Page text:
A mirror neuron is a neuron that activates when an animal observes an action performed by others and repeats it. So basically the mirrors neurons imitates the behavior of the others. Such neurons have been successfully observed in various primate species. Though, a large scientific group has welcomed the discovery of such neurons in humans, others have expressed fair doubts over its existence and role in human body.
6. Different Types of Neurons
Neurons or nerve cells in our body exist in varied shapes and sizes. They can be categorized based on their functions and morphology. One of the pioneers of the field and anatomist Camillo Golgi grouped neurons into two broad groups; neurons with long axons and neurons with smaller neurons.
5. Voluntary and Involuntary Movement of the Muscles
Spinal Cord not only controls voluntary movements such as picking up something or pushing something, but also dictates the involuntary movements or unconscious decisions performed by our body such as diaphragm, bowels, and bladder movements.
4. The Sympathetic Nervous System
Illustration of sympathetic nervous system
The sympathetic nervous system can be divided into two categories- the autonomic nervous system, the other being the parasympathetic nervous system. In layman terms, the sympathetic nervous system prepares the body for any physical and mental exercise. It can cause heart beat faster, open air passages in lungs, decrease movement of large intestine etc.
3. Neurons are programmed to do different things
Do you know neurons are of four types? The receptor neurons, which senses the surrounding environment like touch and light and convert it into electrochemical energy. These electrochemical signals are then delivered to the central nervous system by another type of neurons known as Sensory neurons.
Motor neurons then carry signals from central nervous system back to the muscles and organs in our bodies. Interneurons, also known as the relay neurons enables communication between motor neurons and sensory neurons.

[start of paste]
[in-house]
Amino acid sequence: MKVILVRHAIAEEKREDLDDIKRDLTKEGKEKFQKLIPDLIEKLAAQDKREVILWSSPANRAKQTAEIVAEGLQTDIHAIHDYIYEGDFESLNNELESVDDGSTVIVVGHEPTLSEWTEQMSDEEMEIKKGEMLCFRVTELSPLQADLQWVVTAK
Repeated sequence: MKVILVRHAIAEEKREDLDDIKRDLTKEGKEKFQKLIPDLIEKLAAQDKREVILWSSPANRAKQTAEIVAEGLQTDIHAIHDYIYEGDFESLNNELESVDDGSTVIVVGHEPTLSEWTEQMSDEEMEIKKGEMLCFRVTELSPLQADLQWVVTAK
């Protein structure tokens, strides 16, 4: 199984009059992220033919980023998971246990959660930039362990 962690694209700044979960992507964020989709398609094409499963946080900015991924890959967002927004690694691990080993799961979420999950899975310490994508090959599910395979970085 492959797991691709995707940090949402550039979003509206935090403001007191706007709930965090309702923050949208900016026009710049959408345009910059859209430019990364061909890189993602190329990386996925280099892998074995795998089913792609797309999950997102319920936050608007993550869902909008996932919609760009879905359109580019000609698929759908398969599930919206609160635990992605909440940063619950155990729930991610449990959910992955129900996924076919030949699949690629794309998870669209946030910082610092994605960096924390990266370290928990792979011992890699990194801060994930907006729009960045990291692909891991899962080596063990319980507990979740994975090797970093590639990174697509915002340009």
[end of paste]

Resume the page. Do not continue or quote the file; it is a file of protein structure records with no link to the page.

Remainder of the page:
2. Nerve Cells Are Made of Three Parts
Image Courtesy: io9.gizmodo
Each nerve cell can be divided into three parts. These are dendrites, axons and axon terminals, which carry out the important function of communication within our body. Nerve cells or neurons receive signals through many antennae-like parts called dendrites. They then relay those signals to other neurons via axons and axon terminals.
Technically, they have a fourth part known as soma or more commonly the cell body. It carries the important part of the cell.
1. The Number of Neurons Present in Our Brain
Multipolar Neuron Image Courtesy: BruceBlaus
Despite the popular believe that our brain contains nearly 100 billion neurons, almost equal to stars in the Milky way galaxy, we are neither able to accurately estimate the amount of stars present in our galaxy nor the neurons in our brain thus far. However, researchers now and then come up with a new theories and numbers. In a more recent study, scientists estimated that there are about 86 billion of neurons present in our brain.
Some Short Facts
1. Sometimes the spinal cord acts independently of the Brain. In other words, your spinal cord can send signals directly to the muscles, without the consent of your brain.
2. Do you know your spinal cord stopped growing after the age of 5 or 6? Yes, that is correct. In an average human body, the spinal cord goes through intense growth in the first four years and can grow up to about 16 or 20 inches long, but after that it become stagnant irrespective of the total body growth.
3. Perhaps the longest neurons in an average human body are actually a part of the sciatic nerve (largest nerve), running from the toe to the spine.